This year, Fordham College at Lincoln Center (FCLC) has infused its first-year students’ experience with a little magic.
Before they even set foot on campus, students were asked to read Lev Grossman’s The Magicians. The novel, which has inspired an ongoing television series on the SyFy network, examines the practice of “magic” in the real world. It will act as a touchstone for conversation and creative thinking at events throughout the year, which have already begun in earnest.
The initiative is part of a concerted effort to create camaraderie through critical thinking about a particular subject, said Fred Wertz, Ph.D., acting dean of FCLC.
“Rose Hill has Eddies Parade, sports teams, University Church,” said Wertz. “Manhattan is different; there are more distractions. This year we’re taking a distinct approach to forging community.”
This year, Grossman holds Fordham’s Mary Higgins Clark Chair in Creative Writing, which will bring him to campus to teach and to deliver a lecture on Oct 15.
Though magic exists in the realm of fantasy, Grossman said it can also explore deeper truths than some nonfiction.“I don’t really believe fantasy is an escape—it’s unfortunate that it’s called that. Fantasy and magic are ways at getting at real issues,” he said. “Shakespeare trafficked in all manner of ghosts, so did Dante and Milton, they were all fantasists dealing in emotional reality.” [Read Fordham News’ Q&A with Grossman]
Mary Bly, Ph.D., FCLC associate dean and professor of English and chair of the Freshman Book Committee, said Grossman was chosen for his best seller’s intellectualized look at magic.
“Magic is imagination at its most powerful point,” she said. “It’s not to say magic is real, but this is how people think.”
Bly said choosing Grossman also stayed true to the vision of the chair’s namesake, best-selling author Mary Higgins Clark, FCLC ’79, who encouraged looking at complex ideas though accessible language.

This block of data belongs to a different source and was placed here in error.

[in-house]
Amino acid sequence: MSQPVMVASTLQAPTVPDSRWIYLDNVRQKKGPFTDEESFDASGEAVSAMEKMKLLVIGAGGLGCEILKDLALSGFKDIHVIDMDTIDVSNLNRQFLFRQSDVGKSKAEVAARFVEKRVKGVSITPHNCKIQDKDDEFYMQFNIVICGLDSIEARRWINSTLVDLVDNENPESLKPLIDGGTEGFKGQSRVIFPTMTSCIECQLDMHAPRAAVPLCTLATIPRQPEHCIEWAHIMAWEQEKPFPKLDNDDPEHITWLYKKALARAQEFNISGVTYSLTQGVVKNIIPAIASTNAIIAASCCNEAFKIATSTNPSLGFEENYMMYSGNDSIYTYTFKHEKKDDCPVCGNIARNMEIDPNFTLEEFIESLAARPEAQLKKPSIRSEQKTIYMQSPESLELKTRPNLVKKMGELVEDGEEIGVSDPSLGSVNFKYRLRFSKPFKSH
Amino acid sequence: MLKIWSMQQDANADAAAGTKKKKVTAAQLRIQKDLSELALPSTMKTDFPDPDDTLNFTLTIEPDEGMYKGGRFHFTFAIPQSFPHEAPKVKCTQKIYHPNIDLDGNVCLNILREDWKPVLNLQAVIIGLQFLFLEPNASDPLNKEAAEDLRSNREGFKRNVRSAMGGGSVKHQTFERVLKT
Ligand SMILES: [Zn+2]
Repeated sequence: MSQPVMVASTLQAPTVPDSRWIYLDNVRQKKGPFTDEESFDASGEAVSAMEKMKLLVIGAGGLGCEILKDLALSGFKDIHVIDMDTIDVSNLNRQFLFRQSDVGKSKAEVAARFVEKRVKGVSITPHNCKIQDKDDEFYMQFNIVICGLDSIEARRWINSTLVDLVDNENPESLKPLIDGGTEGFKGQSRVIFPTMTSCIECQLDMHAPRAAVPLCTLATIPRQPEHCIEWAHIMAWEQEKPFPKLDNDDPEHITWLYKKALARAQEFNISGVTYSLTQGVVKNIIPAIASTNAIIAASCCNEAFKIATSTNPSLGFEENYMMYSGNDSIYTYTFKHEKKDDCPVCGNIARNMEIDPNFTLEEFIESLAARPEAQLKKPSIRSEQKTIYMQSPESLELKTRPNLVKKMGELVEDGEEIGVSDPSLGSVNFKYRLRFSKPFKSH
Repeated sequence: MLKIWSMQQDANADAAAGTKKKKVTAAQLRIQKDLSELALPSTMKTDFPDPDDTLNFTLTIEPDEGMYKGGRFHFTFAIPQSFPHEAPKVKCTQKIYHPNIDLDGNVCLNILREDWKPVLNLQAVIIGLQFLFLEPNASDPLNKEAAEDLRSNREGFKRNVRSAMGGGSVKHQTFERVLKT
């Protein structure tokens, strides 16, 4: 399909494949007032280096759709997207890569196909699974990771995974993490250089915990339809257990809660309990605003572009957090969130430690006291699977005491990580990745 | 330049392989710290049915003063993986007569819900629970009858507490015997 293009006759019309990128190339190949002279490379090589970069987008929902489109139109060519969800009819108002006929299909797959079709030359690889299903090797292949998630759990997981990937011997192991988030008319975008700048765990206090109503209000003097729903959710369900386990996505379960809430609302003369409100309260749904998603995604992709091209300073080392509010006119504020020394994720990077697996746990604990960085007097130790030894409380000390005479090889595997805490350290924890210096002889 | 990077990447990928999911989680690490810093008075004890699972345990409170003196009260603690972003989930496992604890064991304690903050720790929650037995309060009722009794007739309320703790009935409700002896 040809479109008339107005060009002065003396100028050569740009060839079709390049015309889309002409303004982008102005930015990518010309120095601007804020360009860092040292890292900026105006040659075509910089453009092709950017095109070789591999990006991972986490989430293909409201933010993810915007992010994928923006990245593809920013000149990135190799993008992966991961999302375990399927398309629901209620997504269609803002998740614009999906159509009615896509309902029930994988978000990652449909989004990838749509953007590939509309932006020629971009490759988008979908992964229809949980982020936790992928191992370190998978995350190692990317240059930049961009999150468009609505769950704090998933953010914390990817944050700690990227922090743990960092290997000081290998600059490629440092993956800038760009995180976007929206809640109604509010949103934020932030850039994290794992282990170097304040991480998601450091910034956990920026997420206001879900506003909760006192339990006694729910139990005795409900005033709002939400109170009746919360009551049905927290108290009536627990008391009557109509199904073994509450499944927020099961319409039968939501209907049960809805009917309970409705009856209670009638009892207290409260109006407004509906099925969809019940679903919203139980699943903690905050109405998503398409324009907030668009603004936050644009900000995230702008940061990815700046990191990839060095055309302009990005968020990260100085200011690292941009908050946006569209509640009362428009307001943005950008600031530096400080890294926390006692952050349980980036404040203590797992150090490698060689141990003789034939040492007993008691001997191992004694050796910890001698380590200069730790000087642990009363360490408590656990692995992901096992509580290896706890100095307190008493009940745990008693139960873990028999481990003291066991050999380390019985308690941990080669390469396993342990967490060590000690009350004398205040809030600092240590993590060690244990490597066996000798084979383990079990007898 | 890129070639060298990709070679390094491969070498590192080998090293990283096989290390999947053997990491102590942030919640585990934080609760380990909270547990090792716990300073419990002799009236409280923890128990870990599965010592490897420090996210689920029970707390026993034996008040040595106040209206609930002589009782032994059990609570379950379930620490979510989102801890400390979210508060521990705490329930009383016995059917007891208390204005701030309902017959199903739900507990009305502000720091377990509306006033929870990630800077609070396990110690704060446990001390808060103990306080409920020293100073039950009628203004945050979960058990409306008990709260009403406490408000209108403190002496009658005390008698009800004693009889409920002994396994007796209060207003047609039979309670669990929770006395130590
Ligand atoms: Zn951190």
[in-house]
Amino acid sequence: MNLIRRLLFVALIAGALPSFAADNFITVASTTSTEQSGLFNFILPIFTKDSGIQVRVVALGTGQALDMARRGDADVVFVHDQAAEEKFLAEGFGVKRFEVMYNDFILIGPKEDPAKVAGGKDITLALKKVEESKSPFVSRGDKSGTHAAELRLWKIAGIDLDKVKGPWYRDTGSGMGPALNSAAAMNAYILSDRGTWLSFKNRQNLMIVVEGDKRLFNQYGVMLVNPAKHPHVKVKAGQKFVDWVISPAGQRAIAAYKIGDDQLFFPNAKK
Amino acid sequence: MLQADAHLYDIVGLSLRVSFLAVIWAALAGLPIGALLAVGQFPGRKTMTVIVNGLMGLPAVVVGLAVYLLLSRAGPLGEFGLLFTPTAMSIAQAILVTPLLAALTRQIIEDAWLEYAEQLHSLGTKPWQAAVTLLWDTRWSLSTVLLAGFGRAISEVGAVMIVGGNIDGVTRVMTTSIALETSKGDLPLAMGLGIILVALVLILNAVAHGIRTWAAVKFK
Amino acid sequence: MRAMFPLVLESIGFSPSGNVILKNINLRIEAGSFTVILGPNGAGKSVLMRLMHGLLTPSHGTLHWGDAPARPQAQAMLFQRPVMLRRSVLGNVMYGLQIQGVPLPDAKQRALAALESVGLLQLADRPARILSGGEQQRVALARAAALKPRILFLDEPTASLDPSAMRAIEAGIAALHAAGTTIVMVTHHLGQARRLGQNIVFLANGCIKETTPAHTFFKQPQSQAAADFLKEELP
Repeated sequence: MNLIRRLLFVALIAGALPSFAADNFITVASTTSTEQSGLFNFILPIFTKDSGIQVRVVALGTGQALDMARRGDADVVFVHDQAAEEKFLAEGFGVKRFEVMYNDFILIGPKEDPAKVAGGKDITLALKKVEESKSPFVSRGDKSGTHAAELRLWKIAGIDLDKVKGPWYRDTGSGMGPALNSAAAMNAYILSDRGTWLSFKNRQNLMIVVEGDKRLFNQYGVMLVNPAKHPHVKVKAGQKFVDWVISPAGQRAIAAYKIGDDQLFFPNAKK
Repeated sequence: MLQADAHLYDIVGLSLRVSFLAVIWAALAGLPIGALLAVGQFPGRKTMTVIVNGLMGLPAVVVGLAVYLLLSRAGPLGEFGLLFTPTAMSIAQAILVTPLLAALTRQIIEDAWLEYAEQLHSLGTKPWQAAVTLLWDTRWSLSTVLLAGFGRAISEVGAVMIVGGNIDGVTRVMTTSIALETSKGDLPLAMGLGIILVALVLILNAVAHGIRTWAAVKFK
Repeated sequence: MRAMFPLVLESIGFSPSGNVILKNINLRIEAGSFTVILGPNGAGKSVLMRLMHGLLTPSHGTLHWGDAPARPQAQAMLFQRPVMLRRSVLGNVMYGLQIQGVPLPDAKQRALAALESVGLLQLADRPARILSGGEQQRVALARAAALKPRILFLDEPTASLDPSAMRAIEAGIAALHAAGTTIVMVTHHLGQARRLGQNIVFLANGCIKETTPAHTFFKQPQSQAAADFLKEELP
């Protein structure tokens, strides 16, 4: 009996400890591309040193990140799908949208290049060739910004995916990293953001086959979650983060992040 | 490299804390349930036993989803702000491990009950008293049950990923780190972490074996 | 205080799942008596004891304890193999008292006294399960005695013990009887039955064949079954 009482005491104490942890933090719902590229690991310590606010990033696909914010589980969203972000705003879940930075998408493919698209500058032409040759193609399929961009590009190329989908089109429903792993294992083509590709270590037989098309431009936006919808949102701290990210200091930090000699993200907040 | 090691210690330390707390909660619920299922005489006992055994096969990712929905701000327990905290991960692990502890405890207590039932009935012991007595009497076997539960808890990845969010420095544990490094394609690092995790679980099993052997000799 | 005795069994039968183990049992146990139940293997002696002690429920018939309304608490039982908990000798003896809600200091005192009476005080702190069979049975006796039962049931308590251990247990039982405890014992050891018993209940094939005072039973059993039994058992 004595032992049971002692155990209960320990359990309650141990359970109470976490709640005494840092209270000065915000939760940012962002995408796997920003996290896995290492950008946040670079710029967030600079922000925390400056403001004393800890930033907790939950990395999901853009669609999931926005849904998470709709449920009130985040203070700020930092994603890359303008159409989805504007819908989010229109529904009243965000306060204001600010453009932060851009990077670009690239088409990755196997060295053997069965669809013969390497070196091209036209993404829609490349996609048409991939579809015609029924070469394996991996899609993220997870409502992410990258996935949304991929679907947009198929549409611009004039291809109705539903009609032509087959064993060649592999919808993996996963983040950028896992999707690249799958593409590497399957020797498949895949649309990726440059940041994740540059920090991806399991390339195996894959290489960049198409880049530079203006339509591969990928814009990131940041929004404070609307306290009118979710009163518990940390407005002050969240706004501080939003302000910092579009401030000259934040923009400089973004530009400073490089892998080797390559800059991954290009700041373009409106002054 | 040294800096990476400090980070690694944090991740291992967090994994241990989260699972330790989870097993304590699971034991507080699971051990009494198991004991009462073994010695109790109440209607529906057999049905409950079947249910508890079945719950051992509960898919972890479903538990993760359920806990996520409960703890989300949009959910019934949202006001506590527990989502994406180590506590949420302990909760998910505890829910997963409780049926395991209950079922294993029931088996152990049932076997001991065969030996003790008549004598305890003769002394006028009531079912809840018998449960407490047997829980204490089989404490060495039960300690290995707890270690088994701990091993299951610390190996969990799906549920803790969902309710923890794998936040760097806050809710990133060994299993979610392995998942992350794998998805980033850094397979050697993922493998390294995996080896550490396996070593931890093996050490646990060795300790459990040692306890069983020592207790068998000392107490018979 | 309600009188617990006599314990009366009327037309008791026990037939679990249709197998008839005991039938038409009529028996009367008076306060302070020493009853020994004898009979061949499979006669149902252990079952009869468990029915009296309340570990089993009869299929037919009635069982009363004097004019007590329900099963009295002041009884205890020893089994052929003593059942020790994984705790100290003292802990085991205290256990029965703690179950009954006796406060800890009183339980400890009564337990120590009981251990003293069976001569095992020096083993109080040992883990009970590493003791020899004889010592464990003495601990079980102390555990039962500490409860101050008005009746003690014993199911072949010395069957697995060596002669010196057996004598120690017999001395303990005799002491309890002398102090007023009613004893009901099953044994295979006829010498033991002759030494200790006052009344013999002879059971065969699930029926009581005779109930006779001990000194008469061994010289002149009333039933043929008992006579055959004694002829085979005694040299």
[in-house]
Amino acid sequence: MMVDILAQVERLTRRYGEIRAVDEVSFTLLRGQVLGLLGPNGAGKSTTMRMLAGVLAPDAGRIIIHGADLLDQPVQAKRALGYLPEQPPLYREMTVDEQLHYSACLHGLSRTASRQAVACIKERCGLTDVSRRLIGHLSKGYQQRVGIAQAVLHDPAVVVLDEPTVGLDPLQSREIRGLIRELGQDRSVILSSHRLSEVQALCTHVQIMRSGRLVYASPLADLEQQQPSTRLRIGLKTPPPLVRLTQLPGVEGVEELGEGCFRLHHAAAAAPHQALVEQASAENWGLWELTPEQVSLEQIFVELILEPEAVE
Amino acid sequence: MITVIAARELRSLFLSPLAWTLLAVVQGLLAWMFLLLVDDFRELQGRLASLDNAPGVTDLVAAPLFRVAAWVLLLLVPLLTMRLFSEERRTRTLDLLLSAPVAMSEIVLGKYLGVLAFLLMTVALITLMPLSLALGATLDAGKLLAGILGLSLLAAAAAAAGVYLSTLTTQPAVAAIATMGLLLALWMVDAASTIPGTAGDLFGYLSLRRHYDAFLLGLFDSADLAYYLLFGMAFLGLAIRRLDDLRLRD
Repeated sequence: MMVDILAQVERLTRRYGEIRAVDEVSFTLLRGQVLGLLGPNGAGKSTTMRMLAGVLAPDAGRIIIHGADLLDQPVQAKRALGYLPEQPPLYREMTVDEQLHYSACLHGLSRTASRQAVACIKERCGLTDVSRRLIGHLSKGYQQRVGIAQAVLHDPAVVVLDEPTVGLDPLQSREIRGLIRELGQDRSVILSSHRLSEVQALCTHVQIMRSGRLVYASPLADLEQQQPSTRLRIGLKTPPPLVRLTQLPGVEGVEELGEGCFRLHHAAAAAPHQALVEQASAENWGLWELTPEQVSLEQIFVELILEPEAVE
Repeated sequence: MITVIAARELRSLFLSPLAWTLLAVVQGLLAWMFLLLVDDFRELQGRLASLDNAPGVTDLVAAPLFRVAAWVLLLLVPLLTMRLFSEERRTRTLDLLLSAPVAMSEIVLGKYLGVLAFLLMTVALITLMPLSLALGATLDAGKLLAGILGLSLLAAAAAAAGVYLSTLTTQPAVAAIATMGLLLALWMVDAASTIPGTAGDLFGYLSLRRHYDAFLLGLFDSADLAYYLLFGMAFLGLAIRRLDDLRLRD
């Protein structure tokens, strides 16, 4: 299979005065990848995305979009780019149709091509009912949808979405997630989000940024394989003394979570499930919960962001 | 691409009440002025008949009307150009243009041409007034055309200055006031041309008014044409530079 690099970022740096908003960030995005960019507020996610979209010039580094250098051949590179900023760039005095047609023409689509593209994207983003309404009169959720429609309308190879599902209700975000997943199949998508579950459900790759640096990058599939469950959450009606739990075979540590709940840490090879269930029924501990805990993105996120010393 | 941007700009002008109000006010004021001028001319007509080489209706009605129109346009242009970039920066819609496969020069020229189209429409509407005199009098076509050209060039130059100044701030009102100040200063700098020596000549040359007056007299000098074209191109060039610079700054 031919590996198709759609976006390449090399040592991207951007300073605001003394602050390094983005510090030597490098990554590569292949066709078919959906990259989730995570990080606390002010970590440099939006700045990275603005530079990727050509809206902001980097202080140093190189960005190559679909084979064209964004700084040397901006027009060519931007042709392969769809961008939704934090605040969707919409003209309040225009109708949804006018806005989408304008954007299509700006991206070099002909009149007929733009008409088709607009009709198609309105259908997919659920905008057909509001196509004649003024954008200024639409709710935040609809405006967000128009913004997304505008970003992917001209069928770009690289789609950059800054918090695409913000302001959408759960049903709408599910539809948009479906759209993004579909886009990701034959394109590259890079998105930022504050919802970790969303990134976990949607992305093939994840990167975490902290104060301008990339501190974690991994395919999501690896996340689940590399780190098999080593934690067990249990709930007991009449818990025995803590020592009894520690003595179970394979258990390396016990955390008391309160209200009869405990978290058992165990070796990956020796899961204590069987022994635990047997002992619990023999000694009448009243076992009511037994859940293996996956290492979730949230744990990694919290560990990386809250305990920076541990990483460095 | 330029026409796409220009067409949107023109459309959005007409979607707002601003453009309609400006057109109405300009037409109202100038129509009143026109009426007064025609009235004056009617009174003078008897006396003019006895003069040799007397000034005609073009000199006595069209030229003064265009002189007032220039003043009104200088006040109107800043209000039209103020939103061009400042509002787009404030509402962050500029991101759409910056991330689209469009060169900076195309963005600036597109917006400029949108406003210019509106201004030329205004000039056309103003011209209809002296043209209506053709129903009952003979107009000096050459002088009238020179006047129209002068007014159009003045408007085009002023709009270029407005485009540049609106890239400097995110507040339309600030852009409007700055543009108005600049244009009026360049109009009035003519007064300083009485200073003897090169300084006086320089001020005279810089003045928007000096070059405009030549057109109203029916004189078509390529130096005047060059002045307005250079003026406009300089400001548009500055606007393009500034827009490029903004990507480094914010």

“The committee’s hope was that the freshman book would provide a fruitful, substantial base for intellectual discussion,” said Bly. “In fact, students challenged the book on a number of grounds that included its lack of diversity and perceived issues around gender relations. Grossman was excited to hear about the generative engagement in his book.”
In the upcoming lecture, Grossman said, he’ll explore a variety of themes, from magic to the professional lives of writers and even changes that have occurred since he wrote the book in 2009. He’s happy to have the chance to address the students’ concerns about the book in person.
“I hope students will feel comfortable bringing that up personally at the Q&A at the lecture,” he said.
Wertz said the dean’s office has encouraged participation in the magical theme throughout many University departments, from Mission Integration and Planning to Student and Residential Life.
Last month, Louise Mirrer, Ph.D., former Fordham lecturer and president of the New-York Historical Society, gave first-year students free access to the museum’s exhibition The History of Magic. Students went with advisers, including Wertz and Bly, who took the group to nosh on tacos afterwards.
Professors have also brought magic into the curriculum in the fine and performing arts, the humanities, and the natural and social sciences. Anthropology professor Stewart Guthrie, Ph.D., is teaching a course called Magic, Science, and Religion. Starting Oct. 19, Wertz himself will be offering a series of sessions called LC After Dark for residents and commuters.
The sessions will center on I Ching (Book of Changes), the oldest of the five classics of Confucianism.
“I will invite freshmen to discuss whether and in what way we might call divination ‘magic,’ and I will relate I Ching reading to such long standing spiritual activities as the exercises developed by St. Ignatius,” said Wertz. “It is noteworthy that the first person to translate the I Ching, into Latin, and to introduce it to the West was the Jesuit Jean Baptiste Regis.”
In the performing arts realm, Fordham Theatre will hold a talk on Nov. 19 at 5 p.m. on theater magic by Adeola Role, an actress playing in the ensemble of Harry Potter on Broadway. The dean’s office will give away two sets of tickets at the show at the talk. And this spring, students from Alvin Ailey will stage a performance based on the hand movements seen in the show. There will also be events focused on the TV show that is based on The Magicians. Residential life will hold periodic screenings of the show (with pizza!).
Bly emphasized that beyond stage and screen, beyond popular books, there are practical reasons for engaging magical thinking. She riffed on the famous quote from Ghandi, saying that in order to be the change you want to see in the want in the world, you need to imagine the change.
“The ability to imagine something and make it work, wave a wand, is not just the first step in magic, it’s also the first step in everything creative, in writing, in acting, or in a scientific experiment,” she said.